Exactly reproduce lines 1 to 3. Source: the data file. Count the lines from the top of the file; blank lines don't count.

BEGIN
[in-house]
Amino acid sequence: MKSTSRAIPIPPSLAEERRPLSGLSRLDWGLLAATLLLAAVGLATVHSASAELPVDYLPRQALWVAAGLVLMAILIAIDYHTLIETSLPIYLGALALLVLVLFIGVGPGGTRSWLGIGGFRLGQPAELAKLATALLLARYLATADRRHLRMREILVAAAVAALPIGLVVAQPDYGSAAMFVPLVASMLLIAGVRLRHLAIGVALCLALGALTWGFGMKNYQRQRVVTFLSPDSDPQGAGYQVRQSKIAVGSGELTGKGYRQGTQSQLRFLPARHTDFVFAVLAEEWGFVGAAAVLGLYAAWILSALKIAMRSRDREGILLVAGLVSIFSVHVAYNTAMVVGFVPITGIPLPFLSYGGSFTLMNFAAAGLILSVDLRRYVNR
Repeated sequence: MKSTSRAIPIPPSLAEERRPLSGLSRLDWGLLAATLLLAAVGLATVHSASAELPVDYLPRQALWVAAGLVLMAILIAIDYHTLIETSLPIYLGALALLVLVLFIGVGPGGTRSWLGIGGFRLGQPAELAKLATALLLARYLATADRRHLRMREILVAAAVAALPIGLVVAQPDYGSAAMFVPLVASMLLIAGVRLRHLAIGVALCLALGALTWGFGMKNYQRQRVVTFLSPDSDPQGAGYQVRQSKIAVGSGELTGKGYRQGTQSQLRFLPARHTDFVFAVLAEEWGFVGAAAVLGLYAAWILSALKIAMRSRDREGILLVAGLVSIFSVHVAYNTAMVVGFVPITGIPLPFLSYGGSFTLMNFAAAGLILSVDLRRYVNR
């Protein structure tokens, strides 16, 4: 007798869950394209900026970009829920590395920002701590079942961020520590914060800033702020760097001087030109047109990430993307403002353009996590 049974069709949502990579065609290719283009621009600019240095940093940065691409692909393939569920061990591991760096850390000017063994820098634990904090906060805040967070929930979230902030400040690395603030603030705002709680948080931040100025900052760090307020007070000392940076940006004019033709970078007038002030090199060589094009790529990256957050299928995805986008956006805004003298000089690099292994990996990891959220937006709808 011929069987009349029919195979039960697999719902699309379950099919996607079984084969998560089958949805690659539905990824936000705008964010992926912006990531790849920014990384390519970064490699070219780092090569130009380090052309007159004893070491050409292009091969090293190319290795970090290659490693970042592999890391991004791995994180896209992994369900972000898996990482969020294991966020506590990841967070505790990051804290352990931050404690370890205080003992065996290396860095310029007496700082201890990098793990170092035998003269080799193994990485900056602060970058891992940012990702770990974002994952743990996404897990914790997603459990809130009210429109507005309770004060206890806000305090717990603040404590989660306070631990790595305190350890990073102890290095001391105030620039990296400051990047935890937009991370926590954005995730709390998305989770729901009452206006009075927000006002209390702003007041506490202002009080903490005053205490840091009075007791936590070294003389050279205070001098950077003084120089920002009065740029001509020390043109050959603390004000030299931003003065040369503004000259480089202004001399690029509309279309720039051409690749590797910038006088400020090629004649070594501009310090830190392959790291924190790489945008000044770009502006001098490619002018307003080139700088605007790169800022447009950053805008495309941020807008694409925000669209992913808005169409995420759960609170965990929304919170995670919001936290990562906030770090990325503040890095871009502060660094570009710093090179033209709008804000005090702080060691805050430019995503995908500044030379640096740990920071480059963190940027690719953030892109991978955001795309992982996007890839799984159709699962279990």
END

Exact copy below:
[in-house]
Amino acid sequence: MKSTSRAIPIPPSLAEERRPLSGLSRLDWGLLAATLLLAAVGLATVHSASAELPVDYLPRQALWVAAGLVLMAILIAIDYHTLIETSLPIYLGALALLVLVLFIGVGPGGTRSWLGIGGFRLGQPAELAKLATALLLARYLATADRRHLRMREILVAAAVAALPIGLVVAQPDYGSAAMFVPLVASMLLIAGVRLRHLAIGVALCLALGALTWGFGMKNYQRQRVVTFLSPDSDPQGAGYQVRQSKIAVGSGELTGKGYRQGTQSQLRFLPARHTDFVFAVLAEEWGFVGAAAVLGLYAAWILSALKIAMRSRDREGILLVAGLVSIFSVHVAYNTAMVVGFVPITGIPLPFLSYGGSFTLMNFAAAGLILSVDLRRYVNR
Repeated sequence: MKSTSRAIPIPPSLAEERRPLSGLSRLDWGLLAATLLLAAVGLATVHSASAELPVDYLPRQALWVAAGLVLMAILIAIDYHTLIETSLPIYLGALALLVLVLFIGVGPGGTRSWLGIGGFRLGQPAELAKLATALLLARYLATADRRHLRMREILVAAAVAALPIGLVVAQPDYGSAAMFVPLVASMLLIAGVRLRHLAIGVALCLALGALTWGFGMKNYQRQRVVTFLSPDSDPQGAGYQVRQSKIAVGSGELTGKGYRQGTQSQLRFLPARHTDFVFAVLAEEWGFVGAAAVLGLYAAWILSALKIAMRSRDREGILLVAGLVSIFSVHVAYNTAMVVGFVPITGIPLPFLSYGGSFTLMNFAAAGLILSVDLRRYVNR